Former U.S. Secret Service agent John P. Scott was appointed as the Texas Education Agency's (TEA) first chief of school safety and security on Monday by Gov. Greg Abbott.
Abbott created the position after the elementary school shooting in May in Uvalde, Texas, that left 19 students and two teachers dead.
"Both as Commissioner of Education, and as a dad, I recognize our schools must be safe for students to learn and grow," TEA Commissioner Mike Morath said in a press release from Abbott's office. "TEA's new Chief of School Safety and Security, John Scott, brings incredible security expertise to the role. We are grateful for Gov. Abbott's leadership on this critical issue."
Scott previously served as Special Agent in the Vice Presidential Protective Division and Dignitary Protective Division in Washington, D.C., according to the release. More recently, Scott served as Assistant Special Agent in Charge for the U.S. Secret Service Dallas/North Texas District.
"I plan to work closely with partner agencies and school systems across the state to keep our students and staff safe," Scott said of his new role, which began Monday.
Abbott directed the state's education agency to create the position in June, two weeks after the mass shooting at Robb Elementary School in Uvalde, according to The Texas Tribune.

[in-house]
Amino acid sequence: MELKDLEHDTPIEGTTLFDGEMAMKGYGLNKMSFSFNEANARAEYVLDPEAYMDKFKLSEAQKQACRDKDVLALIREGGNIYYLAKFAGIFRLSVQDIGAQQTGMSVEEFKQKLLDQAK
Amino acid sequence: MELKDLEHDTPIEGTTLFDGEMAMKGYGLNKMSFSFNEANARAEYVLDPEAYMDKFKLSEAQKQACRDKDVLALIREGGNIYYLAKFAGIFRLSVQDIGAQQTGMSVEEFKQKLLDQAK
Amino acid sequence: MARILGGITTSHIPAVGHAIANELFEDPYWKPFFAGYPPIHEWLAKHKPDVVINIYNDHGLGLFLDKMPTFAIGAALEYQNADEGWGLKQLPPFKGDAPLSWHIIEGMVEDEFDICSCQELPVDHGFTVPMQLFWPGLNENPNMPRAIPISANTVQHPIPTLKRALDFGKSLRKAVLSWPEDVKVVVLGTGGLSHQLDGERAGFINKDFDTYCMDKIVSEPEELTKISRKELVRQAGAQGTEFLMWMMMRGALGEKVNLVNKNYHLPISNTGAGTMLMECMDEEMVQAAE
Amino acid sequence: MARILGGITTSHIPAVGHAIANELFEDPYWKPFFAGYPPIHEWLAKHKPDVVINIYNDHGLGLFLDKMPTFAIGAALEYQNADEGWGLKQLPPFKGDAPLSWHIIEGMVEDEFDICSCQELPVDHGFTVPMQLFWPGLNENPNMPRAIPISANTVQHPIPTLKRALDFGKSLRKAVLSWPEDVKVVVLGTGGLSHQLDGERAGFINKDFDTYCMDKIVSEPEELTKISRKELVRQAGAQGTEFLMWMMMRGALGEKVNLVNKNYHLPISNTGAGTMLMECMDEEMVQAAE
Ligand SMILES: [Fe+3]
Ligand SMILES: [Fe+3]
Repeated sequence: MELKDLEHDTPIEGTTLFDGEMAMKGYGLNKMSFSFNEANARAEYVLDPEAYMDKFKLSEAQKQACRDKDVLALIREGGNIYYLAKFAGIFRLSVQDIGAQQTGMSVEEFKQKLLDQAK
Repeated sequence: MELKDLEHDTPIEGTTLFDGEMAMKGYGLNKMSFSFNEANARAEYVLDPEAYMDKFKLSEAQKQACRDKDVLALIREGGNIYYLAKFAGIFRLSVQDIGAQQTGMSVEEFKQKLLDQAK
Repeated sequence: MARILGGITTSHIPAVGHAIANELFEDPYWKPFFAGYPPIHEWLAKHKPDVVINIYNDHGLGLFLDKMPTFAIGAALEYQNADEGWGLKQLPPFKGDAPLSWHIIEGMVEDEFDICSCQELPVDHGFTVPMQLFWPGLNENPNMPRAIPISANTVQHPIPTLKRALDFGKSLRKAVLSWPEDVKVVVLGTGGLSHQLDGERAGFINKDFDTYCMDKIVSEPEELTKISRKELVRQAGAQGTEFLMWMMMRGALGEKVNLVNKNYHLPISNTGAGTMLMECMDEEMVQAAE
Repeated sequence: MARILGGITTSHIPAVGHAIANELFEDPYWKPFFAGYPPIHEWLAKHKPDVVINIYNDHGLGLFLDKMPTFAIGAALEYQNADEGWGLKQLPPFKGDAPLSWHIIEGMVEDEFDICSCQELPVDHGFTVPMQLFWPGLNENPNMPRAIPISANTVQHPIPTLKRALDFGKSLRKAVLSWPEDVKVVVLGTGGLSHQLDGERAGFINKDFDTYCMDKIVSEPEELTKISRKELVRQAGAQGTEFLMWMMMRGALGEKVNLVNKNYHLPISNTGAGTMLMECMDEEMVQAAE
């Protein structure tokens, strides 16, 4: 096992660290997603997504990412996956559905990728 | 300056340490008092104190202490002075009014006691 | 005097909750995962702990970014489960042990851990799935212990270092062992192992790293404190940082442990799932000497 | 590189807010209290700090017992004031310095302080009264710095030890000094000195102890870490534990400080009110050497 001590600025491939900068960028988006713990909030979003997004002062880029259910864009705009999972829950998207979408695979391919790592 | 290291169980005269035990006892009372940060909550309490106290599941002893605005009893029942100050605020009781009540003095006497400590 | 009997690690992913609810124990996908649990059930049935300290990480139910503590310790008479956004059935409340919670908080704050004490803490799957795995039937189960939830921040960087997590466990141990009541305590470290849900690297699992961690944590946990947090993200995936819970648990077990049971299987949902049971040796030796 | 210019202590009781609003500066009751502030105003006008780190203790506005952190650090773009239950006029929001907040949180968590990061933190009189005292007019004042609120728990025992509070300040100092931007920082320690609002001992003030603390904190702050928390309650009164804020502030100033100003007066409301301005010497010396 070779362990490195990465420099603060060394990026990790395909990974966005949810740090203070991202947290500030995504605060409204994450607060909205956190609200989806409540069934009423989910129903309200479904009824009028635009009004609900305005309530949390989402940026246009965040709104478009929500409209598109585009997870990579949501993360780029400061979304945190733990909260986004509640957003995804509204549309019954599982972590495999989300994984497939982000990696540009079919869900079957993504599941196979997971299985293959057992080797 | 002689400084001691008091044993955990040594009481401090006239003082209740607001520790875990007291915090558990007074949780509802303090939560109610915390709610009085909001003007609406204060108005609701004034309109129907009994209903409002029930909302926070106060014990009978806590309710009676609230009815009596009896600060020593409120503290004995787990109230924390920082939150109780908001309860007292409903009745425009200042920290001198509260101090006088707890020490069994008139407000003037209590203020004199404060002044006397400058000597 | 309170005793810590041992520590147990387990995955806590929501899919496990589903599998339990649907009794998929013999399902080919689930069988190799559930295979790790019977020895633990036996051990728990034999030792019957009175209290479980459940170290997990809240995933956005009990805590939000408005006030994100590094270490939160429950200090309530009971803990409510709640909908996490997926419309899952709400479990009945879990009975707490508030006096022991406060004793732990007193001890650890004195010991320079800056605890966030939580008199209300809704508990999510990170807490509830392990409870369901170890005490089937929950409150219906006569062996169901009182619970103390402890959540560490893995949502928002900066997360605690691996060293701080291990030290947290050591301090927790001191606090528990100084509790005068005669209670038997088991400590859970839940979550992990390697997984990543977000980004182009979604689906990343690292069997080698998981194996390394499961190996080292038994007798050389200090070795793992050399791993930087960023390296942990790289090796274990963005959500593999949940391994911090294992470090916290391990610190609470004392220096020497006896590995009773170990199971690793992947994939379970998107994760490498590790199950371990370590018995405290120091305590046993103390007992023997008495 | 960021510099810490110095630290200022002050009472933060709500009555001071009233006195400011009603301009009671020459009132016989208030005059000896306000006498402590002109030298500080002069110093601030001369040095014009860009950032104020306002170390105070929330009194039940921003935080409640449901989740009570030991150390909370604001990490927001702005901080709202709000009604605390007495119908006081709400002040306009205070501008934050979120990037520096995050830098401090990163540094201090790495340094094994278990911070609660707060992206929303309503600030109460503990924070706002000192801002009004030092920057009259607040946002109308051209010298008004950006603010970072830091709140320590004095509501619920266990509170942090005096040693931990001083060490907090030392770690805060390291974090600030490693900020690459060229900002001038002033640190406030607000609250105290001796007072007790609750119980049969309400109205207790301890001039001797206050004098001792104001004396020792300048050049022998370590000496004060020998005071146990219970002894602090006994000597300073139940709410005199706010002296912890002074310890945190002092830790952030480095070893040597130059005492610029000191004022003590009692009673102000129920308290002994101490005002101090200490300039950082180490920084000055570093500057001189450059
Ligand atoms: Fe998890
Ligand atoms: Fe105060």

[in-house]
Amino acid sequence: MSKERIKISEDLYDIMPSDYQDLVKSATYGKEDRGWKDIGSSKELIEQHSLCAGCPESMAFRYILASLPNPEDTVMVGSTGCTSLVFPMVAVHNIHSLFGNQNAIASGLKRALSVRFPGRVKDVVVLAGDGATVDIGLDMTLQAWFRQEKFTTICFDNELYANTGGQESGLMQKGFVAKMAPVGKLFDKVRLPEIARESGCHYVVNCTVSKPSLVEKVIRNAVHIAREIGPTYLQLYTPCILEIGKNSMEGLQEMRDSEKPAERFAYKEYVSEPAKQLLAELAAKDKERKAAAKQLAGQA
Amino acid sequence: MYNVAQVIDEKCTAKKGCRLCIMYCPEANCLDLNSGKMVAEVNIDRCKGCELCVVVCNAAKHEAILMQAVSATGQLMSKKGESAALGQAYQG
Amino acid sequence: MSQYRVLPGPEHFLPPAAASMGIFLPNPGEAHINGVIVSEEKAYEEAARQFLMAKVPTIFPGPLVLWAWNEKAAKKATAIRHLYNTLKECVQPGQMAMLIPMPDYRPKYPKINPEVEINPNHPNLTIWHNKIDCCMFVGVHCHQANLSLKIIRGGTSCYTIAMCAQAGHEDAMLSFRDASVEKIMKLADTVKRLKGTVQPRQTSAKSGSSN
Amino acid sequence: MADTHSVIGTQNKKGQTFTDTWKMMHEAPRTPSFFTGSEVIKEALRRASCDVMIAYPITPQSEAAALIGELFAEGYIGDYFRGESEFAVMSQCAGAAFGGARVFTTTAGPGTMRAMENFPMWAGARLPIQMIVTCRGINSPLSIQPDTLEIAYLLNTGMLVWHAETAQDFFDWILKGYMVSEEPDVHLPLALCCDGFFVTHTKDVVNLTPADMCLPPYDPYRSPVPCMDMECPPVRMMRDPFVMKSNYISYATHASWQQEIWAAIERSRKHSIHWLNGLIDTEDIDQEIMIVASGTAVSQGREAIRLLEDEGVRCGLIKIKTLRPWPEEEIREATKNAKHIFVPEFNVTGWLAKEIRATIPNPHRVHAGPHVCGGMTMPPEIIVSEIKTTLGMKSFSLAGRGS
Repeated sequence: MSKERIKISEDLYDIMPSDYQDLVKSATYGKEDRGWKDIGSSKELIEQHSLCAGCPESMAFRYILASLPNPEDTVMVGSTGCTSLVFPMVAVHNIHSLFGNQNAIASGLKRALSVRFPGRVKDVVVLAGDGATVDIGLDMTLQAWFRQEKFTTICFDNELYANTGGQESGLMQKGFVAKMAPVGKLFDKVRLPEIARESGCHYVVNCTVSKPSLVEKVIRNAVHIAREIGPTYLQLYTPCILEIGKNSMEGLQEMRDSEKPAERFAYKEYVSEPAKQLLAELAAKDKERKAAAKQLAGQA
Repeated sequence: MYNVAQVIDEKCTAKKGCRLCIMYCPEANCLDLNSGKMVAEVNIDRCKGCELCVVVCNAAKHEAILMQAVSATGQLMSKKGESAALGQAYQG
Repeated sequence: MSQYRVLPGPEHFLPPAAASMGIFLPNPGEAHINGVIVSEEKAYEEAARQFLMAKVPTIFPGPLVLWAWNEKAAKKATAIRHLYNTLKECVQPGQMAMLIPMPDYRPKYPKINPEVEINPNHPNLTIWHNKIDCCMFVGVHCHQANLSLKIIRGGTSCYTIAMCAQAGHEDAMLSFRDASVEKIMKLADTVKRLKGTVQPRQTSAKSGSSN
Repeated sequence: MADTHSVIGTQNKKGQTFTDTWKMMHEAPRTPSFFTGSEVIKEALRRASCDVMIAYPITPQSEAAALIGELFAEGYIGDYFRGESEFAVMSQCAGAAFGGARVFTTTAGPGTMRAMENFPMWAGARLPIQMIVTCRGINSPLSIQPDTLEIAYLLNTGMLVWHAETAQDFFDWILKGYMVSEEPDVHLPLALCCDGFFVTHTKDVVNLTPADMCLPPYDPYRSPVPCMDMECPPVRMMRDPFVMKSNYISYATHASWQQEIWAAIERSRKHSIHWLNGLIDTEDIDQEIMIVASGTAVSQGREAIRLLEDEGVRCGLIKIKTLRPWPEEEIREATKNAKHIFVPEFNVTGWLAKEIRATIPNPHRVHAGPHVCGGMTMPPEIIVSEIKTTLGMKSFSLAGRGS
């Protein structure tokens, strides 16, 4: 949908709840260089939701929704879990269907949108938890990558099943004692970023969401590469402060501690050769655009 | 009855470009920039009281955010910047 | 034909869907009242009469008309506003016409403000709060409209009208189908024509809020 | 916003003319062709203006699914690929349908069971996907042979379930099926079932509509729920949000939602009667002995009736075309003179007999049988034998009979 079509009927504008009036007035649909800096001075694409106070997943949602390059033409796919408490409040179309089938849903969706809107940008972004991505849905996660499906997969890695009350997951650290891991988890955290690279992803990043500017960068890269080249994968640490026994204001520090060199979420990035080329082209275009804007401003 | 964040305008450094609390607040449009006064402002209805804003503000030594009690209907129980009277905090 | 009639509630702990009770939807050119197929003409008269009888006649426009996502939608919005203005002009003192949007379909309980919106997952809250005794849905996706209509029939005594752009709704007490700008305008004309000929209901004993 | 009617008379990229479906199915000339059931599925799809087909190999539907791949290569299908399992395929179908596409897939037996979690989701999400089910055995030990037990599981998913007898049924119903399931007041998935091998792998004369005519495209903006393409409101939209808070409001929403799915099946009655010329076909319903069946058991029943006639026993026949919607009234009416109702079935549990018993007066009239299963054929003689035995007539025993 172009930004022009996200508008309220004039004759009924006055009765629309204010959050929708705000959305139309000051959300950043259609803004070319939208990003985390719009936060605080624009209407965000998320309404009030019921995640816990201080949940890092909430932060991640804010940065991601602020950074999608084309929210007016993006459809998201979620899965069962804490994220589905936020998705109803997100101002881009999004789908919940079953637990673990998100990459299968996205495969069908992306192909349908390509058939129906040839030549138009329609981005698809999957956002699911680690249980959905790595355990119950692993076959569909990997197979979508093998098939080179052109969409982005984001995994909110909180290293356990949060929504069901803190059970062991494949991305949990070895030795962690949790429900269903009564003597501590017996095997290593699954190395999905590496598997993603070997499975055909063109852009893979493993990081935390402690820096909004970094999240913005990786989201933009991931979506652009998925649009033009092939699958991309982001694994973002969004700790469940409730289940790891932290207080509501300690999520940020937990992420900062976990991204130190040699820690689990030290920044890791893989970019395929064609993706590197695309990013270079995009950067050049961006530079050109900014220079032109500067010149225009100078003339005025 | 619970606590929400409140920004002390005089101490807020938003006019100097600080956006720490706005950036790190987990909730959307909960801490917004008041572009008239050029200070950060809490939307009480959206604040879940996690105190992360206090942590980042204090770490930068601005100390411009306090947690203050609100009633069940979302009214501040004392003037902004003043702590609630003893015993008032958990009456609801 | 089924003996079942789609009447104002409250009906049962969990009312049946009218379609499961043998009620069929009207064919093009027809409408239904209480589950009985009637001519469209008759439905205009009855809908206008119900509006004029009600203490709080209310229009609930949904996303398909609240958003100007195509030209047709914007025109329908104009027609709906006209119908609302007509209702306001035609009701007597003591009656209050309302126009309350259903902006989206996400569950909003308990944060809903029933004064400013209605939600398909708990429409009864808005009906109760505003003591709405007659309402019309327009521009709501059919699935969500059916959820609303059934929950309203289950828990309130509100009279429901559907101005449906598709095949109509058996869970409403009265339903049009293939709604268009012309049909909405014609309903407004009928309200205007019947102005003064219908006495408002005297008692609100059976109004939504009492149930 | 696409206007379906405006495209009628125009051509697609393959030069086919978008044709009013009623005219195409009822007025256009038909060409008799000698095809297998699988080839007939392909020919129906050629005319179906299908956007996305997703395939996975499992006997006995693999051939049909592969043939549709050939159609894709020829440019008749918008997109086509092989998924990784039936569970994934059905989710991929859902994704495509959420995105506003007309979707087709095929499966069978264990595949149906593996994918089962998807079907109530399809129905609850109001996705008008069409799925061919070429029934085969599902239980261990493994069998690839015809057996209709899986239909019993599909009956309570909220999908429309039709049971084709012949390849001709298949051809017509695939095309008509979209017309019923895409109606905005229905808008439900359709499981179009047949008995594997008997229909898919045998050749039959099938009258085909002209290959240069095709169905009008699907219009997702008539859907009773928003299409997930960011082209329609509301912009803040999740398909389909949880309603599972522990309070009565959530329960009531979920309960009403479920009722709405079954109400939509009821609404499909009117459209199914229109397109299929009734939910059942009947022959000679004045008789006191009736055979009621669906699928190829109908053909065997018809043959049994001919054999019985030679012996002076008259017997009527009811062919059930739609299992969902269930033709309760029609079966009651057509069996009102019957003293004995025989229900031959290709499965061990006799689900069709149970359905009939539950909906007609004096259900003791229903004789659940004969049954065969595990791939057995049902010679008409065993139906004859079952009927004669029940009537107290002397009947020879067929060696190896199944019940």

The press release listed additional actions the governor has taken to increase security since the Uvalde shooting, including providing $105.5 million to "enhance school safety and mental health services" in Uvalde and throughout Texas.
Since the May shooting, the parents of Uvalde victims have called for the age to buy semi-automatic rifles to be raised from 18 to 21. The Uvalde gunman legally bought two AR-15-style rifles shortly after he turned 18 in May, according to ABC 7.
Citing a federal ruling that Texas cannot prohibit 18- to 20-year-olds from carrying handguns, Abbott said in August that it would be "unconstitutional" to change the age minimum.
Texas has since appealed the ruling, according to the Tribune, but Abbott has not indicated whether a successful appeal would change his position.
According to the news outlet, Uvalde families publicly endorsed Beto O'Rourke, who is running against Abbott in November, hours before the two candidates met for their only debate on Friday.
O'Rourke reportedly said during the debate that he would work to raise the age for purchasing semi-automatic rifles to 21 if elected, in addition to supporting universal background checks and red flag laws.
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